Well, I was on Triple Therapy with Victrelis, so there is a 4 week "lead in" with just the Interferon and Ribavirin, so after 4 weeks of just that "soc"(standard of care) I was Undetected.
I then went on to do an additional 24 weeks on the three meds then: Victrelis, Inf., and Riba. So it was actually a 28 week Triple Treatment for me.
The way you have your poll worded makes it's really hard to get a accurate reading as you are lumping both those that are undetected and those that are still detected in the same group... The guidelines for all those on triple therapy that are still detected at week 4 with Incivek or week 8 with victrelis no matter what their viral count is 48 weeks of therapy.
Not sure what you mean my being in remission as your either cured or your not..... Also keep in mind genotype 1a has slightly lower cure rates then genotype 1b
"The guidelines for all those on triple therapy that are still detected at week 4 with Incivek or week 8 with victrelis no matter what their viral count is 48 weeks of therapy."
I did not quite word that right as I believe a person that is detected but under <10-15 IU/ml is considered undetected by treatment guidelines at week 4 or 8 depending on which PI they are taking.
Hi I did 24 weeks, the poll only let me answer one question. I wanted to say that I have been SVR or cured for 18 months.
I feel very fortunate to have reached UND by week 4, it was decided by my hepatologist that I would do 24 weeks despite the fact that I was in early cirrhosis.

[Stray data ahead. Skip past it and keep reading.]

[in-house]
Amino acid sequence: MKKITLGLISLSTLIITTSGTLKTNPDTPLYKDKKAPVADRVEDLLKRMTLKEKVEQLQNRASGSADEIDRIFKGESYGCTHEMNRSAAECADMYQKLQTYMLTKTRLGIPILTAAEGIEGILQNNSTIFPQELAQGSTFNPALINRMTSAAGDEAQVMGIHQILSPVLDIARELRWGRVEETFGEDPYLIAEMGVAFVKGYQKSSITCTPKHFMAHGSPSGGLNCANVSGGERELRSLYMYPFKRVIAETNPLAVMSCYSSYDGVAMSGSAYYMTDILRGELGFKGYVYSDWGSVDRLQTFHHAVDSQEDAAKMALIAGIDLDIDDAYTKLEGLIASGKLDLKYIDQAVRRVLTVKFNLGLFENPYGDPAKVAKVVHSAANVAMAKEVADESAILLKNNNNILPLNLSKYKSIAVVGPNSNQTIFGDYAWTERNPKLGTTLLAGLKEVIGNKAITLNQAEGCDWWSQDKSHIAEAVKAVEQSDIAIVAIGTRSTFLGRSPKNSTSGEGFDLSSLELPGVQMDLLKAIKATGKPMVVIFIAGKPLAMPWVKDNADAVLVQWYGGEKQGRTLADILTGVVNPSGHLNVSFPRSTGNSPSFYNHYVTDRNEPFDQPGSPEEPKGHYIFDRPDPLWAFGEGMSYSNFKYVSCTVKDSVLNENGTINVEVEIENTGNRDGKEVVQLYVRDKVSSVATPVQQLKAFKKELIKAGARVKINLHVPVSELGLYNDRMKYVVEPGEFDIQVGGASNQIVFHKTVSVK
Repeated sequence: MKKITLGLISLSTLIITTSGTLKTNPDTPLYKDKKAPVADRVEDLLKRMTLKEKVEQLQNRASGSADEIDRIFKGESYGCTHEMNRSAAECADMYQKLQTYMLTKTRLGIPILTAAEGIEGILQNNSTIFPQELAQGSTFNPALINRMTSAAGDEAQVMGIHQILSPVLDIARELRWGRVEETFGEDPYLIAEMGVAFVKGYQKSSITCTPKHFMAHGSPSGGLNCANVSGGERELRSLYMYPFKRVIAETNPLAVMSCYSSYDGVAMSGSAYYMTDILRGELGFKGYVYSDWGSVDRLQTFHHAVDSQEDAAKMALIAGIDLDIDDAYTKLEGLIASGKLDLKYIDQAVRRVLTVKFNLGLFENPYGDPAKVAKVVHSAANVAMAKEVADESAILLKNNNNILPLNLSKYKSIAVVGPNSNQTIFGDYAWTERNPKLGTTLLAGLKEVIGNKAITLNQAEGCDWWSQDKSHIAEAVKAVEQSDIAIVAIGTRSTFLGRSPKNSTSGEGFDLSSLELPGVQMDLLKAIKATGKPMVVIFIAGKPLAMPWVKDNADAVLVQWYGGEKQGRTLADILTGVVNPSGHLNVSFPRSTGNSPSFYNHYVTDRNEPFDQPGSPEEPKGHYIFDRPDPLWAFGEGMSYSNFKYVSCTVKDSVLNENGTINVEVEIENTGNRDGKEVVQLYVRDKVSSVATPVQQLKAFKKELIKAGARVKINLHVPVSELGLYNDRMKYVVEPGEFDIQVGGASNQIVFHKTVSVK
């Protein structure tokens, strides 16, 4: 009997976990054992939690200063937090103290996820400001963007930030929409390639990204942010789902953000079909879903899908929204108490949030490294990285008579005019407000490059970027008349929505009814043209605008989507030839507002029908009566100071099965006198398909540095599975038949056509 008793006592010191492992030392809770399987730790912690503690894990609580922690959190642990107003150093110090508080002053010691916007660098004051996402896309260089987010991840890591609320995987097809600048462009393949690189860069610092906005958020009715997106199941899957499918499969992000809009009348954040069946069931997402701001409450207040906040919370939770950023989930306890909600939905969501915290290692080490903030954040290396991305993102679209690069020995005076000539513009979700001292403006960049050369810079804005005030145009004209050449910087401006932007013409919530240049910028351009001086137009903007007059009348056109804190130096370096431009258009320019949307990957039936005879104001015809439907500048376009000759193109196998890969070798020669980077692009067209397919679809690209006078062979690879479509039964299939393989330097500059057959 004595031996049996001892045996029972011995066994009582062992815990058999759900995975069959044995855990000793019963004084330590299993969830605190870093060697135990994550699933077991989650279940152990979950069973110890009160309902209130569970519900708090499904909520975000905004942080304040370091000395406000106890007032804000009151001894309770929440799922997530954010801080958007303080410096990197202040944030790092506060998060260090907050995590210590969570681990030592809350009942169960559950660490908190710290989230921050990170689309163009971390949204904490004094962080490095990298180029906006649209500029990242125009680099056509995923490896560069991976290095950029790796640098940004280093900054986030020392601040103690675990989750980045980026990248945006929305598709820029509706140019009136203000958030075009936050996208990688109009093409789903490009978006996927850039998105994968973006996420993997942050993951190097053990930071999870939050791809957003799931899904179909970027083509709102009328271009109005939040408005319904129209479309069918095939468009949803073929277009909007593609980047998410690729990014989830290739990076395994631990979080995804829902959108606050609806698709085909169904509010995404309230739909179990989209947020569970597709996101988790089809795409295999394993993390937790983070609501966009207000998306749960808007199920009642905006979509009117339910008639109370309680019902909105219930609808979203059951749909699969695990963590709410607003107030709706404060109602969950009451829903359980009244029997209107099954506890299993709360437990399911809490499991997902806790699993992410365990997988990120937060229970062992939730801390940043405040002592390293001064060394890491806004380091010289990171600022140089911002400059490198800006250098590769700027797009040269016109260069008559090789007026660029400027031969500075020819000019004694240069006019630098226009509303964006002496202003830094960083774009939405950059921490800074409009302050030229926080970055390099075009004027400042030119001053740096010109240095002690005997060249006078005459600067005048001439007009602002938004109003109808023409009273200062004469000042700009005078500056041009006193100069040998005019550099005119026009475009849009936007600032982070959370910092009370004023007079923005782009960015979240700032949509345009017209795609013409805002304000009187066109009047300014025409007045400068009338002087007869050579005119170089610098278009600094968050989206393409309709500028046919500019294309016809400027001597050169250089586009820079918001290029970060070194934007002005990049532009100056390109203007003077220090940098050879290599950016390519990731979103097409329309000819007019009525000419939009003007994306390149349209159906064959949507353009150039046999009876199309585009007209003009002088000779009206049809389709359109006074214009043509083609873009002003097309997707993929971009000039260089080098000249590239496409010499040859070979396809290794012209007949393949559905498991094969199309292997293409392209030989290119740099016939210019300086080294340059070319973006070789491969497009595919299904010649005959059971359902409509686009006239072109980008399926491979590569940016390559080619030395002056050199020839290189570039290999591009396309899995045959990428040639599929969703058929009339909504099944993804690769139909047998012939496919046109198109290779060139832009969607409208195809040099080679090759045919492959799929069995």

At the time the recommendation said if you were a previous relapser and UND at 4 and 12 you would do 24 weeks, it then said that those with cirrhosis may benefit from an extra 36 weeks.
I don't know if this helps or not, just wanted to try to help.
I also didn't answer all the questions: I was genotype 1a, and the Medical Profession doesn't refer to it as "Remission:" they call it "Sustained Viral Response" which refers to the fact that if you test my blood you will find NO viral load, and that was the case, 6 months after I tested, and it wont come back. If something is in "remission", like the herpes virus, for instance, then that implies that it can come back, such as, if the person in remission had a low immune system, the virus could bust out again. With the Sustained Viral Response (we call it SVR) this doesn't happen, so it is essentially a cure, as we are no longer contagious, and the destruction that the Hep C virus causes will no longer be going on.
Many people get confused about this, as we will always carry a Hep C antibody. Sometimes they will go thwe Dr for something else, and be given an Antibody test, and be told that they "have the Hep C virus". Then, they will run and get a viral load test, only to find that they are still SVR~
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